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Prohibited - Central, North, South

Kangkong—Ipomoea aquatica Forsk., also Ipomoea reptans Poir1

James M. Stephens 2

Kangkong, also known as water glorybind, water spinach, water convolvulus, and swamp cabbage, is an important green leafy vegetable in Southeast Asia, Taiwan, and Malaysia. It is found throughout the fresh waters of southern China, and is cultivated in countries such as Ceylon. Kangkong has not become very popular elsewhere, particularly here in Florida where its production is discouraged. Our climate is favorable, and given wet soil conditions it would produce well here. Tight precautions should be taken to see that it does not become an established weed in our waterways. The Florida Department of Natural Resources must issue a special permit to anyone wanting to grow kangkong.


Figure 1. Kangkong
Figure 1.  Kangkong
Credit: James M. Stephens



There are two forms: upland (dry) and swamp (wet). The plant looks somewhat like the pickerel weed of Florida lakes. The slick surfaced leaves are arrowhead-shaped, 5-6 inches long, narrow, and pointed. It is a trailing hollow vine with alternate leaves and vertical branches arising at the leaf axils. The succulent foliage is light green in color and produces a white flower, followed by a four-seeded pod. There are narrow and broadleaf types, some of which look a lot like sweet potato plants.


Two types of culture are used: dry and wet. In both cases, large amounts of organic material (compost and manure) and water are used to advantage.

In dry culture, the plants are spaced 5 inches apart in raised beds and are supported by trellises. Kangkong is started from seed or cuttings. Plants are often grown in nursery beds for transplanting later to the garden. Taking cuttings from plants in the nursery beds is the usual method. Harvest may start 6 weeks after planting.

Where wet culture is permitted, 12-inch-long cuttings are planted in mud and kept moist. As the vines grow, the wet areas (paddies) are flooded to a depth of 6 inches and a slow flow of water through the field is maintained similar to methods for watercress. The water flow is stopped for purposes of fertilization. Weeds are controlled by the flooding. Harvest begins 30 days after planting. When the succulent tips of the vines are removed, lateral and upright branches are encouraged. These branches are harvested every 7–10 days.

Plants make the transition to the flowering stage with the short days of winter. During flowering, less vegetative material is available for harvest, but heavy fertilizing and pruning tend to produce more leafy growth.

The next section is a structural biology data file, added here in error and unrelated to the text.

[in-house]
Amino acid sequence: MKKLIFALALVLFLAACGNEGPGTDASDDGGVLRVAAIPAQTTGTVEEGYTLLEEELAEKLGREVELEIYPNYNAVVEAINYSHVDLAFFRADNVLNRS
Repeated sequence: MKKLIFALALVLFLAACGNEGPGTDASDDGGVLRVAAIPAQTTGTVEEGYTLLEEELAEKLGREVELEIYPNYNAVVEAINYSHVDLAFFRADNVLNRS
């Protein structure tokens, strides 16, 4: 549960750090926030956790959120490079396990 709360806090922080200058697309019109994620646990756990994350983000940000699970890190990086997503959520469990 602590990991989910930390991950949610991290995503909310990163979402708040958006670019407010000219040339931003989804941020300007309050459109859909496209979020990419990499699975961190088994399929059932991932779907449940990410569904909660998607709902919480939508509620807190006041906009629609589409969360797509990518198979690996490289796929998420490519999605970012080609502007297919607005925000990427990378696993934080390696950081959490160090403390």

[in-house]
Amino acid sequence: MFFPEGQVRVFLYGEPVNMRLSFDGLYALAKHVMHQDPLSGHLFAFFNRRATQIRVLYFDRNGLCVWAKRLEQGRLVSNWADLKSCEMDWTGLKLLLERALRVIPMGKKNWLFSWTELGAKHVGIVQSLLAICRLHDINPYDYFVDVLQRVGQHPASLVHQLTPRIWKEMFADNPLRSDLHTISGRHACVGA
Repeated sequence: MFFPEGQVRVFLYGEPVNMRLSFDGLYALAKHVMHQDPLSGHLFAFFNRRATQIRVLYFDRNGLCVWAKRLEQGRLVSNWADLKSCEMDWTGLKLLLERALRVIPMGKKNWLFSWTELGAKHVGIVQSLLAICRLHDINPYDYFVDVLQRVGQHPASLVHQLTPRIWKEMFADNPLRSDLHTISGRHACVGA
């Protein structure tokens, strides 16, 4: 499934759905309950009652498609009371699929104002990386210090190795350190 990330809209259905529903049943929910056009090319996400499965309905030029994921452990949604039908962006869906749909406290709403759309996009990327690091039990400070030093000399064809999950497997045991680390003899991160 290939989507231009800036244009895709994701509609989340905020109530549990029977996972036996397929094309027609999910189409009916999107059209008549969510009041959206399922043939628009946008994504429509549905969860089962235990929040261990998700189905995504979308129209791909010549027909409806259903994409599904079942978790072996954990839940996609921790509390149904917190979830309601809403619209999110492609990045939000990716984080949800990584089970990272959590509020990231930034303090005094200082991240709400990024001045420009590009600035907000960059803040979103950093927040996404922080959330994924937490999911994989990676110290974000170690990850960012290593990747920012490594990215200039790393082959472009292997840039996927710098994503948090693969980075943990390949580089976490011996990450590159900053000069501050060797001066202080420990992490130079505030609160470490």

The frost-sensitive plants are perennial and grow year-round under tropical conditions. Although beds will continue to grow for several years, a build-up of disease, insects, and weeds and soil fertility problems in older established beds make annual culture more desirable. So far, several years of evaluating kangkong in the Everglades show it to be very productive, as it has been at Gainesville using dry culture.


Practically all parts of the young plants are eaten. Since older stems become fibrous, young succulent tips are preferred. These are eaten fresh or cooked like spinach. Cooking in oil is common. Spices should be added to enhance the bland flavor. The canned product is often seen on store shelves.



1. This document is HS618, one of a series of the Horticultural Sciences Department, UF/IFAS Extension. Original publication date May 1994. Revised September 2015. Reviewed October 2018. Visit the EDIS website at
2. James M. Stephens, professor emeritus, Horticultural Sciences Department; UF/IFAS Extension, Gainesville, FL 32611.

IFAS Assessment

Central, North, South


Prohibited from use in Florida according to the Federal Noxious Weed List, the Florida Department of Agriculture and Consumer Services (FDACS) 5B-64.011 Prohibited Aquatic Plants, or FDACS 5B-57.007 Noxious Weed List.

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Publication #HS618

Release Date:October 30, 2018

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Stephens, James M.


University of Florida

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